At a conference held recently in the University of Technology in Ho Chi Minh City, a study showed that despite many science and technology contracts signed last year, Vietnam was still considered a country of low ability, mainly in receiving new technology through collaborations.
Up till now, Vietnam has formed science and technology cooperations with nearly 70 countries as well as international organizations and entered into more than 80 agreements with other governments.
More than 500 international science and technology projects are presently being carried out at research centers, earning a gross revenue of VND150 billion per year (US$7.205 million).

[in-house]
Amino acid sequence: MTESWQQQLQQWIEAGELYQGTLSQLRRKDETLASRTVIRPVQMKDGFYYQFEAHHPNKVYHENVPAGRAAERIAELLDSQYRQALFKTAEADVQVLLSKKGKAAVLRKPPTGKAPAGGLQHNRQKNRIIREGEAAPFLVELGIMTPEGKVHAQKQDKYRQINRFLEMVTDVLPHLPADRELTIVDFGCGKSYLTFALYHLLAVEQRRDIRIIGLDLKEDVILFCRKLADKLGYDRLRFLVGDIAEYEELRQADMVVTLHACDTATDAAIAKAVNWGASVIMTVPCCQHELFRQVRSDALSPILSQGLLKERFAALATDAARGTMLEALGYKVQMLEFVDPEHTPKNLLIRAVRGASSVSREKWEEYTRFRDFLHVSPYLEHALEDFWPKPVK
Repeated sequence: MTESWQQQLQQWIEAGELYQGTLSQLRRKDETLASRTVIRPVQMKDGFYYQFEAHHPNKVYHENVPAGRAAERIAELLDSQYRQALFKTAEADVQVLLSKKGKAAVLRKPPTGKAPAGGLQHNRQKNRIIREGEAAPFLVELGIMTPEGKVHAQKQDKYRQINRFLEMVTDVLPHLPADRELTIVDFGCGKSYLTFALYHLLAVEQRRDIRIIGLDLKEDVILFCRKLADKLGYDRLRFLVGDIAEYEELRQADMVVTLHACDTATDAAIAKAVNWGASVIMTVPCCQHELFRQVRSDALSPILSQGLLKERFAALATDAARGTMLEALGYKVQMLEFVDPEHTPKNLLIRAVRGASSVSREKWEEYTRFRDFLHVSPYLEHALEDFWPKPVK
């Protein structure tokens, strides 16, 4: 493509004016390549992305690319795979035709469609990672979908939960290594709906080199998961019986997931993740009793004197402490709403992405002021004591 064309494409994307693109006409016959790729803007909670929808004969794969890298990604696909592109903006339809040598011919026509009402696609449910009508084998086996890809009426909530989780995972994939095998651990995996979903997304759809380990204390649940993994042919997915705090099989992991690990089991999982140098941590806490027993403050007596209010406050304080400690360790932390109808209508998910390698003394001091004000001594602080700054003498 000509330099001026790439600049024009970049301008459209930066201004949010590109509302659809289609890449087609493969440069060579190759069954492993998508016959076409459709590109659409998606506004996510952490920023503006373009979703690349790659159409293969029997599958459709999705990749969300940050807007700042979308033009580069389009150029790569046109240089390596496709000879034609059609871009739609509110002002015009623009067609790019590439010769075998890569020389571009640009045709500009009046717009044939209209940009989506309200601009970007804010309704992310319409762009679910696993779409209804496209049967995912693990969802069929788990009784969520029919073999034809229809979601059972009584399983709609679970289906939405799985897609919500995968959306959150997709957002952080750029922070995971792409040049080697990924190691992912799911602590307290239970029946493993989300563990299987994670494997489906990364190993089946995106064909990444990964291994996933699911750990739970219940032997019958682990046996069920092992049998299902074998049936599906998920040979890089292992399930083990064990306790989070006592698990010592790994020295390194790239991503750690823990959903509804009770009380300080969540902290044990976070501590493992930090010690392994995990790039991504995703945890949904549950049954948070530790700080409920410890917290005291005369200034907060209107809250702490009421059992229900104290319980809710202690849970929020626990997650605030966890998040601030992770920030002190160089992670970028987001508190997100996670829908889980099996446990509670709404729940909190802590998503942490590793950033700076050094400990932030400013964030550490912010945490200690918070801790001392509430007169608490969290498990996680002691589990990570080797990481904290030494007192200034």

The country also has science and technology representatives in 12 nations and 17 territories to encourage multi-collaboration in research.
However, as a low ability country, instead of having a two-way cooperation, Vietnam merely receives new technology through FDI projects or aid projects.
All participants at the conference agreed that the government should encourage alliances with countries such as North America, and those in Europe and Northeast Asia, form new research groups, and run proper training programs.
Moreover, the Vietnam Research and Education Network (VINAREN) should work more closely with international information networks to timely update Vietnamese researchers on the latest scientific and technological knowledge.